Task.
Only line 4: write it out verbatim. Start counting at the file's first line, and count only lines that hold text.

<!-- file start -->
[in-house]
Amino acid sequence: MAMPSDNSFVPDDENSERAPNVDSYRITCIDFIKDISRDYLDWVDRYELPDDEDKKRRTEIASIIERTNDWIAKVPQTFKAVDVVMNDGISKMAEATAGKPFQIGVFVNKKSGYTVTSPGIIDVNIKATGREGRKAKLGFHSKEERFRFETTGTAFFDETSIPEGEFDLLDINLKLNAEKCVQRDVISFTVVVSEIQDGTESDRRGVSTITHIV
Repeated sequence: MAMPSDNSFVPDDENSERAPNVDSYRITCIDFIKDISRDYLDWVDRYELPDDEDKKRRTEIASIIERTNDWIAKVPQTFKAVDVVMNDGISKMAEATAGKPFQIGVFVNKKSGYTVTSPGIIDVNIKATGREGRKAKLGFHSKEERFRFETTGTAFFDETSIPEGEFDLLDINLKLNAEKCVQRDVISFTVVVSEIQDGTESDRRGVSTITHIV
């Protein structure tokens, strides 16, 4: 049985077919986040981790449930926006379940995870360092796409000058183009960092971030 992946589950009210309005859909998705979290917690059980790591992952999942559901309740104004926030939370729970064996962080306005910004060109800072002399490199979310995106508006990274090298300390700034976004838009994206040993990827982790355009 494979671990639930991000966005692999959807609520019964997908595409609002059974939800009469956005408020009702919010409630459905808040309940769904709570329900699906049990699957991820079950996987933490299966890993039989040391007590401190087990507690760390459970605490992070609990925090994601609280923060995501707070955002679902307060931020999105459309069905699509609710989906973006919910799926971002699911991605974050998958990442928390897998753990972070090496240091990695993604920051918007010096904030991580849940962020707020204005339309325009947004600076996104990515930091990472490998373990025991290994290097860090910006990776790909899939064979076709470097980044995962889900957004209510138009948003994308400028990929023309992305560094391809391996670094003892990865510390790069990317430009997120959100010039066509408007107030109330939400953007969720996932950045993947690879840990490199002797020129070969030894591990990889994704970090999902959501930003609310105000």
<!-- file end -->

């Protein structure tokens, strides 16, 4: 049985077919986040981790449930926006379940995870360092796409000058183009960092971030 992946589950009210309005859909998705979290917690059980790591992952999942559901309740104004926030939370729970064996962080306005910004060109800072002399490199979310995106508006990274090298300390700034976004838009994206040993990827982790355009 494979671990639930991000966005692999959807609520019964997908595409609002059974939800009469956005408020009702919010409630459905808040309940769904709570329900699906049990699957991820079950996987933490299966890993039989040391007590401190087990507690760390459970605490992070609990925090994601609280923060995501707070955002679902307060931020999105459309069905699509609710989906973006919910799926971002699911991605974050998958990442928390897998753990972070090496240091990695993604920051918007010096904030991580849940962020707020204005339309325009947004600076996104990515930091990472490998373990025991290994290097860090910006990776790909899939064979076709470097980044995962889900957004209510138009948003994308400028990929023309992305560094391809391996670094003892990865510390790069990317430009997120959100010039066509408007107030109330939400953007969720996932950045993947690879840990490199002797020129070969030894591990990889994704970090999902959501930003609310105000």